Pahiyas Festival


The Philippines is a festival country. Every province in every region finds a reason to celebrate almost everything – from the religious feasts to customary traditions, to just about anything that can be celebrated. You’ve probably heard about Bangus Festival of Dagupan, Pangasinan, which celebrates the staple produce of the province – milkfish or bangus. How about the Flower Festival of Panagbenga in the country’s summer capital, Baguio? This celebrates the bountiful flower harvests which is one of the big income earners in the city.

In Lucban, Quezon, south of Luzon, Pahiyas Festival is gaining popularity not just from the townsfolks of Quezon, but even residents from the metropolitan cities, find their way to join the colorful feast celebrated every 15th of May. The celebration is in honor of San Isidro Labrador, the patron saint of farmers. The farmers of Lucban, Quezon express their thanksgiving for a bountiful harvest with a grand display of colorful rice wafers, fruits, vegetables, and handicrafts adorning every house in the town.

Pahiyas Festival is an ancient celebration dating back to the 16th century. Legends have it that San Isidro Labrador magically plowed the field every time he went out of the church. This story was passed on by the Spaniards to the Filipinos during the colonial period. The word “pahiyas” means “precious offering” as connoted by the root word “hiyas” which means “jewel”. Since then, the people of Lucban and nearby towns and provinces excitedly await the summer month of May when Pahiyas Festival is held.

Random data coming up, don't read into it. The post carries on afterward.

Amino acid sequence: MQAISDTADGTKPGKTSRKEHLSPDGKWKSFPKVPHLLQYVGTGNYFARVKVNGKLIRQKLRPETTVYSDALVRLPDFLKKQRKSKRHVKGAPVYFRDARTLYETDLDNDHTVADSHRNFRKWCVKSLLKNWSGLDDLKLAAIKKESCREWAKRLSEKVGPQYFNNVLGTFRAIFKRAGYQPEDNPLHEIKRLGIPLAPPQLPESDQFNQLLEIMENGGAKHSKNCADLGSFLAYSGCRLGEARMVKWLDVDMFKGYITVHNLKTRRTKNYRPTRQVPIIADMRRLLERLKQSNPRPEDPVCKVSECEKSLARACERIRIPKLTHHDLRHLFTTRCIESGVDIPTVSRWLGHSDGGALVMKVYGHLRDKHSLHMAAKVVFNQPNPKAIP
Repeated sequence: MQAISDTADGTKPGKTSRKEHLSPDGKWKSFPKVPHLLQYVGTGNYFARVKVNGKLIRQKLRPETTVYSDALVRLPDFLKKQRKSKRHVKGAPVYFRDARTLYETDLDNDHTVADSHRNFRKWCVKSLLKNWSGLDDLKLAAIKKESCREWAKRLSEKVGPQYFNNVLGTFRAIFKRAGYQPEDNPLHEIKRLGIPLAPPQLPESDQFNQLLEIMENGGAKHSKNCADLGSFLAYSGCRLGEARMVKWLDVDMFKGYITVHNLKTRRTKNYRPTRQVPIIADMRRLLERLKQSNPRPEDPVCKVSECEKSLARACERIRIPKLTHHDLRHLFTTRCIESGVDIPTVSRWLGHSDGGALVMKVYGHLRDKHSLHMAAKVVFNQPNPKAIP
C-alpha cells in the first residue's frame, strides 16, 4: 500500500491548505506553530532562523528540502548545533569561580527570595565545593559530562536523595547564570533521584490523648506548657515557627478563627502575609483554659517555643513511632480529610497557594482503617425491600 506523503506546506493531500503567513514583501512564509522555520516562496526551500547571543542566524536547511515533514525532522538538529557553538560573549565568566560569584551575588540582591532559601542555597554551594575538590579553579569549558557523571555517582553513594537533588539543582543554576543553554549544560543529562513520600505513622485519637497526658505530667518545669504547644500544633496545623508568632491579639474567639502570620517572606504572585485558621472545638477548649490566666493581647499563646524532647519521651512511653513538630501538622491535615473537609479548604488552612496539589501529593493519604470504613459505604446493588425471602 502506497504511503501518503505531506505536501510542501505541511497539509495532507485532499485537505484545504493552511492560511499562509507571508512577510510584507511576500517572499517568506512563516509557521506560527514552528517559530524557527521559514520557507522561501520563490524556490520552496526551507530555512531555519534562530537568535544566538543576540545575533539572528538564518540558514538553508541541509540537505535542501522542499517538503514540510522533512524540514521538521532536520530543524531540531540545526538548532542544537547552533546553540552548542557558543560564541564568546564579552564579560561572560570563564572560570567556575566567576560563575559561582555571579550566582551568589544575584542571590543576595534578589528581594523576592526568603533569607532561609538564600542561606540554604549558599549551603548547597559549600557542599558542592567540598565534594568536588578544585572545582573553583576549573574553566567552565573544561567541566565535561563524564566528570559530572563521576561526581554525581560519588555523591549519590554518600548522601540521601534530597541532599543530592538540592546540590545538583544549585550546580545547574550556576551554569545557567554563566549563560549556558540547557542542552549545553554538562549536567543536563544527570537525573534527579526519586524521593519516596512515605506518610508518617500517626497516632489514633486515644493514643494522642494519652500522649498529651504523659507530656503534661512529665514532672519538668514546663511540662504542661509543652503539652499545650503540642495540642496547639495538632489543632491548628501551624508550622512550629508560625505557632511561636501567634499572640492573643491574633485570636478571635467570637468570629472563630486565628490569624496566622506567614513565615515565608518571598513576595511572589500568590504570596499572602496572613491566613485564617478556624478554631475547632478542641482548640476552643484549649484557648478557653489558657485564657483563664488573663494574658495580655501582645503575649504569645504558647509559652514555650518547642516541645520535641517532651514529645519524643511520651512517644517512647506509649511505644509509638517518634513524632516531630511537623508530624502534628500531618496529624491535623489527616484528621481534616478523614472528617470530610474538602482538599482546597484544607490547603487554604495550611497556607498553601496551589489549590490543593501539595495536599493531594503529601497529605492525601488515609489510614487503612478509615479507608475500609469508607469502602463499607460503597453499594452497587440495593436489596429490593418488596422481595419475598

San Isidro Labrador and Sta. Maria de la Cabeza -- travel Luzon

Every year, May 15th is marked in the calendar as a day of merriment in Quezon. The streets of historic Lucban come to life and vibrant colors as people adorn their houses with local agricultural harvests – fruits, vegetables, rice grains, rice stalks, flowers and ferns. Additionally, colorful rice wafers locally called “kiping” are arranged in two or three layers of chandeliers. Kiping is made from rice dough and the local residents use different kinds of leaves to add flavor and color to the thin wafers.

The festival’s highlight is a procession on the streets of Lucban where the image of San Isidro Labrador is carried by devotees as people eagerly await the passing of the image. The procession features a pair of giant paper mache figures of a farmer and his wife, which lead the procession, and  followed by the images of San Isidro Labrador and Sta. Maria de la Cabeza, who carries a basket with “triangulo biscuits”, distributed to the children during the procession. The celebration’s culminating event is a grand food sharing among the residents and the guests.

Part of the festival is an annual competition which chooses the best decorated house. After the competition, the decorations (agricultural produce) from the winning house are thrown away to the huge crowd as free treats. The kipings adorning the other houses will be cooked and eaten as rice chips. During the procession, people display their harvest in front of their houses so that the parish priest can bless them when the procession passes by their street.

Pahiyas Festival is the people of Lucban’s way of saying “thank you” for a bountiful harvest.

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